Some days, particularly in the tropical Rain Forest, we fried in heat and humidity. Then we got hailed on and snowed on and rained on, thoroughly soaked, heading past Lava Tower (a 300 foot monolith), into the delightful Barranco Valley, “a garden,” God-y called it, of senecio and lobelia. These are huge pineapple like-appearing plants, and others which look like Southwest USA desert cactus with oversize flowers on top. Google these guys, so you may see two of the some 1,000 plants which are unique only to Kilimanjaro’s rich volcanic soil and freezing / thawing conditions of Summertime days and Winter at night. Unfortunately, hail and snow and rain made the Garden viewing slippery and treacherous as we descended through a streambed. It was starting now to get cold too, plus wet. Brrrrrr. Later, oxygen at 15,000 feet in Kili’s rarefied air, was in shorter supply. It was like breathing through a straw. What will 4,000 feet higher be like I mused.
I marveled at my four porters who ferried tents, cooking gear, expedition bags, food and whatever else by balancing them on their heads while customarily walking faster than my more snailish pace. What strength, what balance…loads always faithfully packed safely from one camp to the next. Without fail we greeted each other happily with “Jambo,” Swahili for “hello.” My cook had the most pleasant smile and wanted so to please…serving for breakfast as an example eggs, hot dogs for sausage, fresh fruit of pineapple, mango, avocado, pancakes that were more like kreppes (that went really good with Red Gold brand preserves), porridge, and hot water for whatever powered drink you might have, cocoa usually for me, with all my UK-based friends having their customary tea. The cooking was generally hot, fresh, and good and I hated to disappoint my fine cook on those days altitude just sapped my appetite. “You must eat Papa,” came the lament and advice. The crew always appreciated the gum I gave them every morning. It delighted me that when I inadvertently missed one of the porters he had a lot of fun feigning being overlooked while making sure he got his stick.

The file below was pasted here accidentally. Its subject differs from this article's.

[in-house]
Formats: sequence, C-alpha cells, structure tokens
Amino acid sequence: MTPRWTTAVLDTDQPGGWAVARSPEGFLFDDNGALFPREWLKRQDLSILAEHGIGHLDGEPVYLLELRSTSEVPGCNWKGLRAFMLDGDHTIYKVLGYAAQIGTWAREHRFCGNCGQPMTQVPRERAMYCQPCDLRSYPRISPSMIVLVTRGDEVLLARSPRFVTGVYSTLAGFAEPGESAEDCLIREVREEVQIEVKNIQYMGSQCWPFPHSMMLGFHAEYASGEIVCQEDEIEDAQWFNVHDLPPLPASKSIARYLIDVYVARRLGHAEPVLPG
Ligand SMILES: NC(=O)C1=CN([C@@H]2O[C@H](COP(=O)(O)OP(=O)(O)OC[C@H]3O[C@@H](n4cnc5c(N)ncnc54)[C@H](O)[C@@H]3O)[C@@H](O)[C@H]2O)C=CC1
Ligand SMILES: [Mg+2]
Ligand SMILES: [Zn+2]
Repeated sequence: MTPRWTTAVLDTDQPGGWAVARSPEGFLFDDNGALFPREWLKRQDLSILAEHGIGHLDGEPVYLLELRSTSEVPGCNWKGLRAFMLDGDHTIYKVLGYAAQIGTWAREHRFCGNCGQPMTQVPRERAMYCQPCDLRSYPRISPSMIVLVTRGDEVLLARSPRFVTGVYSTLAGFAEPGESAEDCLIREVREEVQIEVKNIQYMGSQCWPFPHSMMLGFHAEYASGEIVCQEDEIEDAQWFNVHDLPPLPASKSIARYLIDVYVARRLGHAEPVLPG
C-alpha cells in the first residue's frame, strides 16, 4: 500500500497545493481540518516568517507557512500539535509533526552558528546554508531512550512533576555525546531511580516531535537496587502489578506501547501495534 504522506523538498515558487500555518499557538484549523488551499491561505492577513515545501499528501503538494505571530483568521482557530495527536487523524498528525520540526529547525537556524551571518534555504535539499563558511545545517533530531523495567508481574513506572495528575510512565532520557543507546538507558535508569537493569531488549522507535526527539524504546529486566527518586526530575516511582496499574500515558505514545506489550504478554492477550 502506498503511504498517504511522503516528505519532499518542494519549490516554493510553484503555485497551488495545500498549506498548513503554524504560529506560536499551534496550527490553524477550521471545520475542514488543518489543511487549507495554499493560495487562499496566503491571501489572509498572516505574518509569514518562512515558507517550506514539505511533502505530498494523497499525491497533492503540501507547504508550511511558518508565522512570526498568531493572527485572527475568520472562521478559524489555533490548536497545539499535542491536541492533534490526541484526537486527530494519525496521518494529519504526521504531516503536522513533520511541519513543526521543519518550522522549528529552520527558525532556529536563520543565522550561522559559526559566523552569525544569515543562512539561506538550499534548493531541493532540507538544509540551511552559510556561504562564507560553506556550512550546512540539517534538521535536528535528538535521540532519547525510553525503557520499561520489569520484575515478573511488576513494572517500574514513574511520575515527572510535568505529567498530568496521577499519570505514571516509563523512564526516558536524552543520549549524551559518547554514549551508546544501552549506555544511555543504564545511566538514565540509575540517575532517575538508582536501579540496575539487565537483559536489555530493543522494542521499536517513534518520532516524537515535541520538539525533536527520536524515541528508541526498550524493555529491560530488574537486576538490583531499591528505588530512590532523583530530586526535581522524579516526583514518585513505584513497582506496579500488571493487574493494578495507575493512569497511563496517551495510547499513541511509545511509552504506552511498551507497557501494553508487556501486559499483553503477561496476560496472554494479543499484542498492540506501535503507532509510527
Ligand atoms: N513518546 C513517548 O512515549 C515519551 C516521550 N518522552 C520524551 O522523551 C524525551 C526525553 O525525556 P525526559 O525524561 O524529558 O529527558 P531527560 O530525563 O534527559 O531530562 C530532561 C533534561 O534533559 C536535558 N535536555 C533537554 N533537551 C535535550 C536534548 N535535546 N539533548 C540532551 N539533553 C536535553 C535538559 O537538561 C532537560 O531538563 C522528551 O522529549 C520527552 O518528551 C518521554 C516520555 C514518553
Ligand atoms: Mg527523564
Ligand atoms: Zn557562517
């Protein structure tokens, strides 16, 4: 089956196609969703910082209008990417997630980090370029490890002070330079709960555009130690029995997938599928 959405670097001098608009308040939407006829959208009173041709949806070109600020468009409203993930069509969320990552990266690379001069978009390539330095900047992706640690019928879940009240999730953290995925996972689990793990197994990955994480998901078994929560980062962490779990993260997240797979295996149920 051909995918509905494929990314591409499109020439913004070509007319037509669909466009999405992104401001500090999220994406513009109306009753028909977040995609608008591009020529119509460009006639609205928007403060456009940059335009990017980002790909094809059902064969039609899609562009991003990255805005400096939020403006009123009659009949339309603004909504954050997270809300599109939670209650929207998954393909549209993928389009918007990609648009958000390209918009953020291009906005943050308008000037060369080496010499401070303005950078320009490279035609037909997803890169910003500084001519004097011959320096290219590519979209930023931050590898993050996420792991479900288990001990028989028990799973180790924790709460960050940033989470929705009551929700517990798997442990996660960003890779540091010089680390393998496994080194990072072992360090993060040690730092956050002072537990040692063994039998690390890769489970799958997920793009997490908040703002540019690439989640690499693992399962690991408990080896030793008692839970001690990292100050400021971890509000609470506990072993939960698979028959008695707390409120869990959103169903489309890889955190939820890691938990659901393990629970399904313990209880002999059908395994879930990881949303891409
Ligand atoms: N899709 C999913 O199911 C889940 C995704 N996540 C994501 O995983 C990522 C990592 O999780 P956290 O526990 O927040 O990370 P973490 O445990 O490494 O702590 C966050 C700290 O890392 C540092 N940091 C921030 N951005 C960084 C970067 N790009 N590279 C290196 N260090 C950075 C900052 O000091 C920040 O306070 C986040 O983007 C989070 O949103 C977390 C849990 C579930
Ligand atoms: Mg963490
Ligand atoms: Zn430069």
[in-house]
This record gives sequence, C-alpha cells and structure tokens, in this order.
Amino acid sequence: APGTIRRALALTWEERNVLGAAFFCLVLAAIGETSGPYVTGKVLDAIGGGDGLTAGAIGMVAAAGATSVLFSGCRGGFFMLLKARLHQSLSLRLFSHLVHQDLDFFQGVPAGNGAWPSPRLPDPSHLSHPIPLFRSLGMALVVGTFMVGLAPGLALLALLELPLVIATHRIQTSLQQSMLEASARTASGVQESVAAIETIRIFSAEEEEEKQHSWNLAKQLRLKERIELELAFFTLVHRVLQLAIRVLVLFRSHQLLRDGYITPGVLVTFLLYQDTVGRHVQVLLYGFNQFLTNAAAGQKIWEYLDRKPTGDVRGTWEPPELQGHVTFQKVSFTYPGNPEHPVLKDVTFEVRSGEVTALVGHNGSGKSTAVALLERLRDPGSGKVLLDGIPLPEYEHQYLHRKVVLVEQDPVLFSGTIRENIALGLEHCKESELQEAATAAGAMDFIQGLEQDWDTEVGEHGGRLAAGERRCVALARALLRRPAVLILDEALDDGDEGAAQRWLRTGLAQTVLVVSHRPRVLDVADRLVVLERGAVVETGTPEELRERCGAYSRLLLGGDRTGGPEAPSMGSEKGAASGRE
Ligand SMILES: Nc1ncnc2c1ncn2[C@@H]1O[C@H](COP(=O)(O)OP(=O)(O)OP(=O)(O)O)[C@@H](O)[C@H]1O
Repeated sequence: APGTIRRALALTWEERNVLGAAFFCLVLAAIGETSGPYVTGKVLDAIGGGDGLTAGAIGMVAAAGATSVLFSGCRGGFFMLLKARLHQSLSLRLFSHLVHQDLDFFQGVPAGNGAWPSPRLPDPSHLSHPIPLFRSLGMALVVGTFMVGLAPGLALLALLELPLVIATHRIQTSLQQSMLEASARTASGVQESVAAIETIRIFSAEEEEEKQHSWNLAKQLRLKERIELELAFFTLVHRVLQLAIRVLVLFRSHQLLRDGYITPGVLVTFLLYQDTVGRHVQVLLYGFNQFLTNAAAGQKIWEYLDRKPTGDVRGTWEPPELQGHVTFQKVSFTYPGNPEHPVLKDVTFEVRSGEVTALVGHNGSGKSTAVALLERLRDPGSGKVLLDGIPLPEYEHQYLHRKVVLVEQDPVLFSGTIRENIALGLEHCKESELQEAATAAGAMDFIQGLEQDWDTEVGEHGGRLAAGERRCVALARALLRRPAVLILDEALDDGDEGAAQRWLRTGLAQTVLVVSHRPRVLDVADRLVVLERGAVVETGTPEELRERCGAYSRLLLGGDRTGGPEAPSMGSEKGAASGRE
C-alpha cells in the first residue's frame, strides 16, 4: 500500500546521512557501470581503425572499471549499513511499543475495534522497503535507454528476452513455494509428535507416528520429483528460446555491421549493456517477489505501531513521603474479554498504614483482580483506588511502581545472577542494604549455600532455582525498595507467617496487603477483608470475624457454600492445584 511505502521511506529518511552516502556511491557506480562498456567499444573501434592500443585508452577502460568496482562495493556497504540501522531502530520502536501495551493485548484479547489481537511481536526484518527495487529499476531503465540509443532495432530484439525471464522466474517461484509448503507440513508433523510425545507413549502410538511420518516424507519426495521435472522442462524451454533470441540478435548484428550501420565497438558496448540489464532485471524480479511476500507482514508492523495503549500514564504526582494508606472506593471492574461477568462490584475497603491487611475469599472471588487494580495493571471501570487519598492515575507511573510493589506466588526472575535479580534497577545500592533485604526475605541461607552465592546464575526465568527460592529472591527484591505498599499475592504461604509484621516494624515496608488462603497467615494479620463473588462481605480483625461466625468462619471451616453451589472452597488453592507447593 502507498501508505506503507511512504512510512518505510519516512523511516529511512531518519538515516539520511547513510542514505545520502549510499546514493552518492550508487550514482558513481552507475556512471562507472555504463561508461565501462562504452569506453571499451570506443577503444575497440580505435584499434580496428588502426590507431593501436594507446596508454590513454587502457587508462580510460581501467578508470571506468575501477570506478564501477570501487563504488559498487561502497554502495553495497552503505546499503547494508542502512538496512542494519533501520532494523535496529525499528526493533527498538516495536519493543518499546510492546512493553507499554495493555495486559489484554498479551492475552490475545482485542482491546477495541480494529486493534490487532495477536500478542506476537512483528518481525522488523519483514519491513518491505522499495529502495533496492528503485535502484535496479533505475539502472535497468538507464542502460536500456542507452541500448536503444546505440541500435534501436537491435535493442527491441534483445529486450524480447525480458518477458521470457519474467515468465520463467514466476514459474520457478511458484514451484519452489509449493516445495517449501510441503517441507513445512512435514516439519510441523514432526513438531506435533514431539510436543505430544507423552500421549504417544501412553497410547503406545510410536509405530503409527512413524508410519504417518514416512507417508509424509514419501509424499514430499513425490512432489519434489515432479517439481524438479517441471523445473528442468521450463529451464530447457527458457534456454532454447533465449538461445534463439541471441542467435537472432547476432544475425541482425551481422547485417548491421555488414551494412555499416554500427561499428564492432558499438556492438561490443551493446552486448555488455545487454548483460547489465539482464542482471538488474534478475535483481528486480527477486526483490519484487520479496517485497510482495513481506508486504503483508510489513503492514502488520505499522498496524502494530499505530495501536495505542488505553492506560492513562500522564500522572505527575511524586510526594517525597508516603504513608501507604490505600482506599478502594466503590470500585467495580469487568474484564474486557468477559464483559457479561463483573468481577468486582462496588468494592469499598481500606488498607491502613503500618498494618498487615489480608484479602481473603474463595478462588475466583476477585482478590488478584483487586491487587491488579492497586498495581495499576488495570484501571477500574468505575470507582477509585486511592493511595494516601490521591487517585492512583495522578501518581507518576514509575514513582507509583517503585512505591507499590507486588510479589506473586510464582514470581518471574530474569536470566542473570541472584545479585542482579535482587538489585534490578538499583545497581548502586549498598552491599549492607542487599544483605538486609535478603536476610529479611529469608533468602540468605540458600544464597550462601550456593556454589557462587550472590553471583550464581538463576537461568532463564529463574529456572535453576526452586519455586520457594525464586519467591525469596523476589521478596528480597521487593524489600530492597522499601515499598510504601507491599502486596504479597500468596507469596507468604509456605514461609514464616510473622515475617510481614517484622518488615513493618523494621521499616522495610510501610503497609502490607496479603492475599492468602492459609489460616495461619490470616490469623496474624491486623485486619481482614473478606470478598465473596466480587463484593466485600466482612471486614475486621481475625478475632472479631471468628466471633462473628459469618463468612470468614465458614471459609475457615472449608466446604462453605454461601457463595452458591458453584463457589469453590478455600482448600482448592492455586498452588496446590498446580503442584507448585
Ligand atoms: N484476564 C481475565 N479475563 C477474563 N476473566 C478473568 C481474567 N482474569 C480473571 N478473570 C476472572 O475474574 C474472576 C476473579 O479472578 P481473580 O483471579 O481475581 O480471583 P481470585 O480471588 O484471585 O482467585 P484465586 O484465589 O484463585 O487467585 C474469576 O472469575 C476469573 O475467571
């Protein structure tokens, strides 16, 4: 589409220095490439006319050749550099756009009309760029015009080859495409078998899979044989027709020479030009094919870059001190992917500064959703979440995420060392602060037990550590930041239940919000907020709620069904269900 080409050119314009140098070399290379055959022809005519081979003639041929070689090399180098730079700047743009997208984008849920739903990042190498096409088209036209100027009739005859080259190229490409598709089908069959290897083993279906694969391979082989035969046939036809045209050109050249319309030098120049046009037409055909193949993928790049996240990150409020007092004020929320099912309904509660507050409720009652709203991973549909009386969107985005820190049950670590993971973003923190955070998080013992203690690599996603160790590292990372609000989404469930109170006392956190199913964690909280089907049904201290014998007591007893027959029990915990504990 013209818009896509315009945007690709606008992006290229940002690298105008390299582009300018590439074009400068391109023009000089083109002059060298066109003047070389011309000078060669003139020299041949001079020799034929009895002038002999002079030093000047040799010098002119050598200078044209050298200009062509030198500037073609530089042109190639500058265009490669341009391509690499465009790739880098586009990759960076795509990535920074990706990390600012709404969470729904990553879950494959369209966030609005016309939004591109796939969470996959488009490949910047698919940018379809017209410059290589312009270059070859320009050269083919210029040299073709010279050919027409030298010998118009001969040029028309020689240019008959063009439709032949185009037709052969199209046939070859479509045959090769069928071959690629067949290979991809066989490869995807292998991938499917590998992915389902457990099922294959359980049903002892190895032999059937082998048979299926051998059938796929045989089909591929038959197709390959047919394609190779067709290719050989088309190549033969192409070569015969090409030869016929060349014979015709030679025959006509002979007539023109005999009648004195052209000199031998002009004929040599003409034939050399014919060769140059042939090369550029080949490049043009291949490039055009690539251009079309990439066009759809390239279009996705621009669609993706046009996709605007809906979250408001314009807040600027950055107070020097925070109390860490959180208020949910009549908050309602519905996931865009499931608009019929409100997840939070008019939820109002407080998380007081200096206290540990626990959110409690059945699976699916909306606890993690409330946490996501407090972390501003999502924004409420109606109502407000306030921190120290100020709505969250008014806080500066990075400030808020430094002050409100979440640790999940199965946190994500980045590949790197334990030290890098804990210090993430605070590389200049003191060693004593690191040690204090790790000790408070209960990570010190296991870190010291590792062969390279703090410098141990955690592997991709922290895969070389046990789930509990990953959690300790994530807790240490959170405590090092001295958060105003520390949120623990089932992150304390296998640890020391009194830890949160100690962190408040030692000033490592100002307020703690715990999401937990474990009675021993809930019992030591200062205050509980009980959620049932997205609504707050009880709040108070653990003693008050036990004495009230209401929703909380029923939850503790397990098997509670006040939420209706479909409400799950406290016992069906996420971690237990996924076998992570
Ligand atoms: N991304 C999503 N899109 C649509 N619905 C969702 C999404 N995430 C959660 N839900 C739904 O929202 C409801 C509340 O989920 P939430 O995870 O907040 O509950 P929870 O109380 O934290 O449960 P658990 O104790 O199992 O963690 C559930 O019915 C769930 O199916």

As we neared Summit Night and Day, I was grateful for my body, mind and spirit. I had some appropriate shoulder soreness from straps on my day pack, but nary a blister. Sometimes breathless, I had the dull throb of an altitude headache as did everyone else. No niggles or diarrhea. I was drinking as I promised myself, and so far I still had an appetite which, later, did lapse at altitude. Thankfully, there were no edema problems around balance and I was thinking clearly. I was sleeping fairly well although my inner alarm still awoke me at 5 a.m. IN time. Eight hours was the clock difference between IN / Tanzania. There were five of us trekkers, two 25-year-old Brits, and a newlywed couple, the husband from British Columbia and the wife from Egypt who made their home in London. We each had our own guide and crew, but the five of us formed a nice little mobile mountain cosmopolitan village, foregoing eating in our own mess tents preferring to eat together at what the Brits’ Martin and Josh jokingly called “The Ritz.” (A dinner discovery I made was Elwood, IN-based Red Gold products were on our camp table ! When I later told this to a friend at St. VincentMercyHospital in Elwood, Angie said, “I knew I was with you in spirit, I just didn’t know I was in your ketchup !”)
Everyone on the mountain seemed to notice my back pack large color photograph poster which proudly proclaimed that I was on “Trek For Kids for Pediatric Obesity for St. Vincent Jennings Hospital” and many, many people complimented the idea. A pretty lass from Paris made, with some help from me, the connection between the historical Vincent de Paul’s home and our hospital. “Oh, they must be so very proud of you there,” she said.
SUMMIT NIGHT / DAY